OUR STORIES

Latest Updates

Protecting The Red-Tailed Phascogale In Katanning

Blog Post - Protecting The Red-Tailed Phascogale In Katanning.

The Red-Tailed Phascogale (Phascogale calura) was once wide-spread across southern Australia, but is now limited to a 'triangle' in south-west WA. Loss of habitat (wandoo / sheoak woodland) and predation by feral and domestic cats have been catastrophic for the species. It is listed as Endangered under the EPBC Act.

Thanks to dedicated efforts by a number of conservation groups and individuals over the past decade, the future for Red-Tailed Phascogales is improving. Community awareness has increased, as have sightings (including breeding reports). However, there is still a long way to go to protect this iconic arboreal mammal. The aim of this FNPW funded project is to continue to raise awareness, improve the availability of nesting / breeding spaces and to reduce predation by cats.

The project builds on significant work by Katanning Landcare, Wagin-Woodanilling Landcare, Bush Heritage Australia, the South West Catchments Council and Wheatbelt NRM over many years - projects which have included awareness raising, environmental fencing, revegetation, predator control, nest box construction and installation and community reporting. An on-line Phascogale Nest Box Monitoring Survey portal has been developed and will continue to be used for community members to monitor and report usage of their nest boxes - giving important data on distribution and population.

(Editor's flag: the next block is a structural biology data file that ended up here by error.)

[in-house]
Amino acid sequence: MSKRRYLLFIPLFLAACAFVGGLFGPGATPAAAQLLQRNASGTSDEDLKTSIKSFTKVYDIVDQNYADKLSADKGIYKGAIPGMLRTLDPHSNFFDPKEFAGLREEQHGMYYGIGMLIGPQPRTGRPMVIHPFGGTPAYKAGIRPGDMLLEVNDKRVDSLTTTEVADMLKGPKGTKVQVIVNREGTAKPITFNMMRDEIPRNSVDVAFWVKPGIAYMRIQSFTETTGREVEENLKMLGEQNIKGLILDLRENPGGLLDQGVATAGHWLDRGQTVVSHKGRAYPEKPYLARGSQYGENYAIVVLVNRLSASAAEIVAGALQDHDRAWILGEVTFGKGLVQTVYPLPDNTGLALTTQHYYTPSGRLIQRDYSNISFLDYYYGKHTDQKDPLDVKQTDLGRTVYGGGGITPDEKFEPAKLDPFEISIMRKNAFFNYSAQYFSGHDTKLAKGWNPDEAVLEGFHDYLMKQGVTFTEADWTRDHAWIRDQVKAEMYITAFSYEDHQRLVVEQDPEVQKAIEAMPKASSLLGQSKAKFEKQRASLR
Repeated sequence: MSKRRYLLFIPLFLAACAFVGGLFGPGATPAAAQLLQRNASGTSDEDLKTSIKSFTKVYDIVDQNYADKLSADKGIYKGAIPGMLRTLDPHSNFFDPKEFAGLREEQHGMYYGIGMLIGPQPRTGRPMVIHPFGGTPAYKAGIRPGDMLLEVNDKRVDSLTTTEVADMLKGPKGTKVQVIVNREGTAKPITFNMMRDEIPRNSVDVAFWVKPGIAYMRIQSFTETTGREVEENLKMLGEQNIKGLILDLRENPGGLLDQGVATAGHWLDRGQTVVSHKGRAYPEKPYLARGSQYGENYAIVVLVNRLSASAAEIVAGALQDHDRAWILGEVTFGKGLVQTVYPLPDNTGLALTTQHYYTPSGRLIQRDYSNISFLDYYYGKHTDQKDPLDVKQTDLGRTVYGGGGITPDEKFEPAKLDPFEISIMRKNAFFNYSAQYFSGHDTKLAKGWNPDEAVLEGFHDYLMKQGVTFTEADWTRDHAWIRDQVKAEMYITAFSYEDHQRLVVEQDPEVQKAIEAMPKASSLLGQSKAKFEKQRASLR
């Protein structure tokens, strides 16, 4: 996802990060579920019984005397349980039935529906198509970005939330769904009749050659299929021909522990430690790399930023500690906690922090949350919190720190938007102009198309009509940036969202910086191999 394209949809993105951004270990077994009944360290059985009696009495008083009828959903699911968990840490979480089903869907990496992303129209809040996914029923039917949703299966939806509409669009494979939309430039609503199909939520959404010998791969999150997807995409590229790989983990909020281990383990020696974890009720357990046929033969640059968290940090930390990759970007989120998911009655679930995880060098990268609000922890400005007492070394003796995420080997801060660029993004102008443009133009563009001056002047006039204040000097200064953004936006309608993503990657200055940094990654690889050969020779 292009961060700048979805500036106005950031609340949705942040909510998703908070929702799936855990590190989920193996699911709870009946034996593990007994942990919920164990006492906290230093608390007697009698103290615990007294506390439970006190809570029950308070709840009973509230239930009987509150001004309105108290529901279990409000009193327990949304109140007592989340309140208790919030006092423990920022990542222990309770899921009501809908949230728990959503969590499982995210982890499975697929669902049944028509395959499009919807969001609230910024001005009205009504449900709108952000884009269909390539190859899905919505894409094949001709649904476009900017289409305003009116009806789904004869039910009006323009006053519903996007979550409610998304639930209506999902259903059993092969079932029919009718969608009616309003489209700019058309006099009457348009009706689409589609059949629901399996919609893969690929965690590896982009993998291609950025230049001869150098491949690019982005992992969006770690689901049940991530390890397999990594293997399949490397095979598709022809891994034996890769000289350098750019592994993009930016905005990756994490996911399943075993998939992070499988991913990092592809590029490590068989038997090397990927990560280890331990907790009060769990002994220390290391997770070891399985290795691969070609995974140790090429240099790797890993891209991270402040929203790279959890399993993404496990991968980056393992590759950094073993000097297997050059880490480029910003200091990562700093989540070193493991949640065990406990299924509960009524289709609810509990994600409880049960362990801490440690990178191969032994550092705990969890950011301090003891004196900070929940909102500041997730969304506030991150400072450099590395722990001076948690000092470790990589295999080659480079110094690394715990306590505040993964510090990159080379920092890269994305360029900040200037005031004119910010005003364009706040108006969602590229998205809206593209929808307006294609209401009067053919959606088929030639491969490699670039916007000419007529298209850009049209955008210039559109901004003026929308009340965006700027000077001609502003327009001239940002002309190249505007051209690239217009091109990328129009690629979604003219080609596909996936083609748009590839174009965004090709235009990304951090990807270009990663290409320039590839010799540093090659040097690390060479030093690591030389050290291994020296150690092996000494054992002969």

The specific activities chosen for this project look at what the community currently needs and has capacity to achieve - more nest boxes built, cat predation highlighted (which hasn't been tackled directly in Katanning before) and the continued education of local children.

Donate here to support this and other FNPW Threatened Species projects.

Fundraising

Help create a NEW 60,000 hectare National Park to protect half a billion years of history

Your donation will enable FNPW to connect habitat and protect endangered native animals Find out more...